The news that the unamendable locked down Withdrawal Agreement Treaty has been amended, might surprise you – but it has.
How many times have we heard that the Withdrawal Agreement Treaty between the UK and the EU cannot be changed? It remains locked shut says the EU.
Well, believe it or not, the EU came forward in May and June with a set of proposed amendments to the Agreement and the UK okayed a few of them through the Joint Committee that Michael Gove co-chairs with the EU Commission vice president Maros Sefcovic.
And this came about from a meeting of the EU Council that decided on the 10 June 2020 to get their side to put these proposals through the Joint Committee.
So, not as locked tight as some might have been led to believe.
And this is the procedure that those opposed to the clauses that Boris Johnson has put in the UK Internal Market Bill, seem to want to force the UK to use.
But the powers to amend the Treaty using this procedure are very limited in nature.
Under Article 164(5) of the Withdrawal Agreement, the Joint Committee may:
“… until the end of the fourth year following the end of the transition period, adopt decisions amending this Agreement, provided that such amendments are necessary to correct errors, to address omissions or other deficiencies, or to address situations unforeseen when this Agreement was signed, and provided that such decisions may not amend the essential elements of this Agreement …”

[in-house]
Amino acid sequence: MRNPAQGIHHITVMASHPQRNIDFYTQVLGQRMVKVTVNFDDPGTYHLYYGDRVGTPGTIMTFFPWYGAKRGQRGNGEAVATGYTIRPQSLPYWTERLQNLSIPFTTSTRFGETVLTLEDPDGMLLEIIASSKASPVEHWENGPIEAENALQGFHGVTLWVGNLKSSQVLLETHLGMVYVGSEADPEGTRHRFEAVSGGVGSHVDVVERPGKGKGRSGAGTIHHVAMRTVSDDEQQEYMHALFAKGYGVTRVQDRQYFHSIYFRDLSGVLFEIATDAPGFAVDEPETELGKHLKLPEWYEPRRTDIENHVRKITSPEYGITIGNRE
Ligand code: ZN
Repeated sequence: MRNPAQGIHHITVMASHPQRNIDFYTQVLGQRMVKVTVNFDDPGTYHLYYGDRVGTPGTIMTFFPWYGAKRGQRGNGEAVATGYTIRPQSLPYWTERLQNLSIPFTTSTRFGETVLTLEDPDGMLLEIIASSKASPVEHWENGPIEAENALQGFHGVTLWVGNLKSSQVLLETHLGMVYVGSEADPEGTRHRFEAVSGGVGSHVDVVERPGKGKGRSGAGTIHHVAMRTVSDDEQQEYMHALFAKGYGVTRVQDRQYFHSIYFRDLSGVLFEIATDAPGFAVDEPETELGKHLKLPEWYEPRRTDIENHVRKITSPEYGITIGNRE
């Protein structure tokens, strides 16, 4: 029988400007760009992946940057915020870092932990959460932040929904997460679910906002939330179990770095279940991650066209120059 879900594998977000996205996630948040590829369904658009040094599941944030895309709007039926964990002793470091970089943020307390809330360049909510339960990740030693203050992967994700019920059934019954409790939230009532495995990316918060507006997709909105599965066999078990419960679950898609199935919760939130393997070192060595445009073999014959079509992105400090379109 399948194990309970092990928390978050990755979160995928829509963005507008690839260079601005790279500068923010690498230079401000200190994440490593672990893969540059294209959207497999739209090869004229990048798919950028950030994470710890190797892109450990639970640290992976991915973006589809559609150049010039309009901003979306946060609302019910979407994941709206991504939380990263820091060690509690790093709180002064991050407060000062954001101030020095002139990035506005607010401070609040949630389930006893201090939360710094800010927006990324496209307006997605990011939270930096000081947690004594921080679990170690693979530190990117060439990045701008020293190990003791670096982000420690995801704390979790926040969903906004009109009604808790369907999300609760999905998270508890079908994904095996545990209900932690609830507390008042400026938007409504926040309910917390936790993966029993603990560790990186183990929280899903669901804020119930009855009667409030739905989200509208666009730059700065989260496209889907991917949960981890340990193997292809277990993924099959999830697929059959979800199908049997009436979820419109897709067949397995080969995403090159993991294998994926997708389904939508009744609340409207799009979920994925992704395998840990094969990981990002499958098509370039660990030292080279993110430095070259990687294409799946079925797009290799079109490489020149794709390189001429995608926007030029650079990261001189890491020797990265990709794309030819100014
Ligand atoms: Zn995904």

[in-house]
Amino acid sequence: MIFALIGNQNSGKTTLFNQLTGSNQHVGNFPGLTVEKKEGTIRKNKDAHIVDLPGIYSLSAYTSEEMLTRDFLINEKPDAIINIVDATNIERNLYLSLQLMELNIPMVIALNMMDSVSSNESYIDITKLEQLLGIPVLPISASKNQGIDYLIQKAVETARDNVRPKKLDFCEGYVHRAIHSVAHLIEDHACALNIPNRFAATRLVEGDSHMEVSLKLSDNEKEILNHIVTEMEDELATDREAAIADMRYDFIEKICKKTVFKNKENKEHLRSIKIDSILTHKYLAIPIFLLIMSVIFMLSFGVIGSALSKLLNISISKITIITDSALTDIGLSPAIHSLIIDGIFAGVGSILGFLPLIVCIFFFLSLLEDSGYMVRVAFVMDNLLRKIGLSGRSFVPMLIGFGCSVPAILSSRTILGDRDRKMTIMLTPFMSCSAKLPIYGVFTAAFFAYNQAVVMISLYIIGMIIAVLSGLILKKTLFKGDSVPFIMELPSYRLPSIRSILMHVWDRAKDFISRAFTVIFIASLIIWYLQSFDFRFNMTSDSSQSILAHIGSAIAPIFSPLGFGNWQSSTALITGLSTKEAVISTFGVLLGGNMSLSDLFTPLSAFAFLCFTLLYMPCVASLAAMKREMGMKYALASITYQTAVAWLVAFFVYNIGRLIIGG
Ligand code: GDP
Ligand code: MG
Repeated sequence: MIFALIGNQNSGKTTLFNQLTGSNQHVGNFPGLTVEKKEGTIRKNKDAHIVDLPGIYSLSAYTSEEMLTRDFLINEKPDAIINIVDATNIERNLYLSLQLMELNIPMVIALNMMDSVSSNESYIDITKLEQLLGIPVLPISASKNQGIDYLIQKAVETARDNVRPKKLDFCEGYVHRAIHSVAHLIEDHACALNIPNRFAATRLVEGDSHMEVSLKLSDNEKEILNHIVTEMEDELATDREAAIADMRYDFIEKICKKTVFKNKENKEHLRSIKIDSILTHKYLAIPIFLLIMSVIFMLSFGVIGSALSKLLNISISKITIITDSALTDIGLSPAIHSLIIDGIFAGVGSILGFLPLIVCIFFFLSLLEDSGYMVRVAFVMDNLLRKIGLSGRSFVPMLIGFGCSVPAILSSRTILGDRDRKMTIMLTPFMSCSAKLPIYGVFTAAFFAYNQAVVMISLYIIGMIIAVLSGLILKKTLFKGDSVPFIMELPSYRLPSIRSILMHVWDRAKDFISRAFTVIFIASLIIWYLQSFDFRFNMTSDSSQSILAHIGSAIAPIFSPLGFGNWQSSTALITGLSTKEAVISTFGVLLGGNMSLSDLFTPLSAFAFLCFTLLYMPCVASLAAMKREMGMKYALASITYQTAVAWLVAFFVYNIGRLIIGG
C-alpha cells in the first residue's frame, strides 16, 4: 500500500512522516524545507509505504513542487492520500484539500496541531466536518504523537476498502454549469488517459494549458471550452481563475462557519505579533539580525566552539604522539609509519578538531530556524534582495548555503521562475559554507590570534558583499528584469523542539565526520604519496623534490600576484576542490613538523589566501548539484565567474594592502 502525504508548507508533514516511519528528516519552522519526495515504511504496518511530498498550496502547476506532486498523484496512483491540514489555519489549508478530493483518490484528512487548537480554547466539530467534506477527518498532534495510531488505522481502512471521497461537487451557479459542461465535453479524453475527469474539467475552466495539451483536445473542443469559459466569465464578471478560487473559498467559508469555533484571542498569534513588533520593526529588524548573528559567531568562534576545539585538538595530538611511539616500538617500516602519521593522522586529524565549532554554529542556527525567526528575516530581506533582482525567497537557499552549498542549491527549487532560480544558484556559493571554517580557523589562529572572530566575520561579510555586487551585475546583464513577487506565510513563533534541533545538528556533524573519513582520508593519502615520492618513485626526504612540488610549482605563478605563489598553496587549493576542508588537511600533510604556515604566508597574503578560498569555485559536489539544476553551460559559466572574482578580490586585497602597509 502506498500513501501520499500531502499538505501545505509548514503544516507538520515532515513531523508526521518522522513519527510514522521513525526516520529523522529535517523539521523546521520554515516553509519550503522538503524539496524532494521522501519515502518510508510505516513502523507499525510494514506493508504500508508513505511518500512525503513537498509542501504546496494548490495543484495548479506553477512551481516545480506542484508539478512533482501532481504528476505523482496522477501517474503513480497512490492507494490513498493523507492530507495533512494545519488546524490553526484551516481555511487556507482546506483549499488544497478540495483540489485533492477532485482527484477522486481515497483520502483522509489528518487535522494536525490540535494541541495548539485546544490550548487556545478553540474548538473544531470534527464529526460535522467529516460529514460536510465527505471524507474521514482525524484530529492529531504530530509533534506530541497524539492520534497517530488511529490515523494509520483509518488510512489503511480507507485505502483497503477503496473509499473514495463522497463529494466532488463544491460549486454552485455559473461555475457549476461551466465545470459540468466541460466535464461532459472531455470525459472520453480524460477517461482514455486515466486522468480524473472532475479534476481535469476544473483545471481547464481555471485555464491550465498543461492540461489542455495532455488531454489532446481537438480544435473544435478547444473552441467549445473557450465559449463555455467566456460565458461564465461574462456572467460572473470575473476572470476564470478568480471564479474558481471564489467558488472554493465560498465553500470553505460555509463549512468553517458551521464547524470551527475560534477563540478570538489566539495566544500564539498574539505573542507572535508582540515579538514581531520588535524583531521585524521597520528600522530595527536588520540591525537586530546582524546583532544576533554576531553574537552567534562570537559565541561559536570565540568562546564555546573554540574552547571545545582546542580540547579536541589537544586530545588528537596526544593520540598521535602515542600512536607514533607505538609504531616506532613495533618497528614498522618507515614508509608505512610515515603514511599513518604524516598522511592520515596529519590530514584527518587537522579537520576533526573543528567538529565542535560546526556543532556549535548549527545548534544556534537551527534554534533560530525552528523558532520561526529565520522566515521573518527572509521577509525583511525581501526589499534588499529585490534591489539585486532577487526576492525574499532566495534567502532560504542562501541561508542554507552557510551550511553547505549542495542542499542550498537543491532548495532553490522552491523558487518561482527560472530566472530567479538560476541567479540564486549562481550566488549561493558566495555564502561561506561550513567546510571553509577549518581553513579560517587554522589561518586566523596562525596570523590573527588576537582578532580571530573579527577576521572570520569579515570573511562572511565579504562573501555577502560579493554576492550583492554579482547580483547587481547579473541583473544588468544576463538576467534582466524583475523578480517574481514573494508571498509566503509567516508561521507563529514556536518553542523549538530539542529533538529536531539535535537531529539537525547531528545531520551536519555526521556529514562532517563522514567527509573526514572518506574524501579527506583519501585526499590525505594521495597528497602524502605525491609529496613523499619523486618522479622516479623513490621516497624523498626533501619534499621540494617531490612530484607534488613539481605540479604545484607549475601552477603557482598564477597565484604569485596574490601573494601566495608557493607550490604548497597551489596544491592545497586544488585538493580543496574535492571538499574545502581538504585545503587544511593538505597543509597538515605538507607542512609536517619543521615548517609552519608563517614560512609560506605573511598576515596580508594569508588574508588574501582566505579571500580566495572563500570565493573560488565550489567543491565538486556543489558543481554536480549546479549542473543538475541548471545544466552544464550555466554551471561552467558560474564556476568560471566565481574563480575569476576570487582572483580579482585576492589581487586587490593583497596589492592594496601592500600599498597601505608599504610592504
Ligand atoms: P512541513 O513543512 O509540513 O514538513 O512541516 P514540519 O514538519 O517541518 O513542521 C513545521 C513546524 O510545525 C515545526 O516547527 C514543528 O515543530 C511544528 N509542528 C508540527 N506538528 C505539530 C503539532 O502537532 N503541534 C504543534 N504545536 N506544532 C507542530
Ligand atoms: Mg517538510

Now, the ten or so amendments that the UK agreed to are very minor and carry, as far as we’re told, no consequence for the UK.
And that’s because most changes appear to be tidying up exercises. Such as removing any reference to the year 2019, as we left in 2020.
But the unamended version is still the one displayed on the .gov website.
But the UK also, as far as the House of Commons European Scrutiny Committee is aware, refused to agree a dozen or so other changes. And these changes all involved the Irish Border Protocol.
Part of those changes proposed by the EU was to add eight more pieces of legislation that would apply to Northern Ireland only after the end of the Brexit Implementation Period.
This covered things like single-use plastic bags, rules for a ‘common lot identification system’ for foodstuffs, the marketing of seed and fodder plant, ornamental plant propagation, narcotics, the import of archaeological items after 2025 and governing the activation of the safeguard mechanisms the EU has negotiated in its trade agreements with certain non-EU countries (Singapore, Japan and Vietnam).
And looking at that list that Brussels tried to slide past us; you can see they could be quite far-reaching and intrusive where treating Northern Ireland as a part of the UK and its internal market are concerned.
And they look to me to be outside the scope that the Joint Committee could agree to anyway.
On top of that, the EU also wanted to add three new explanatory notes into the protocol. These explanatory notes would ‘clarify’ how to apply some of the EU rules that were already on the list for Northern Ireland.
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Brexit: the Withdrawal Agreement has been amended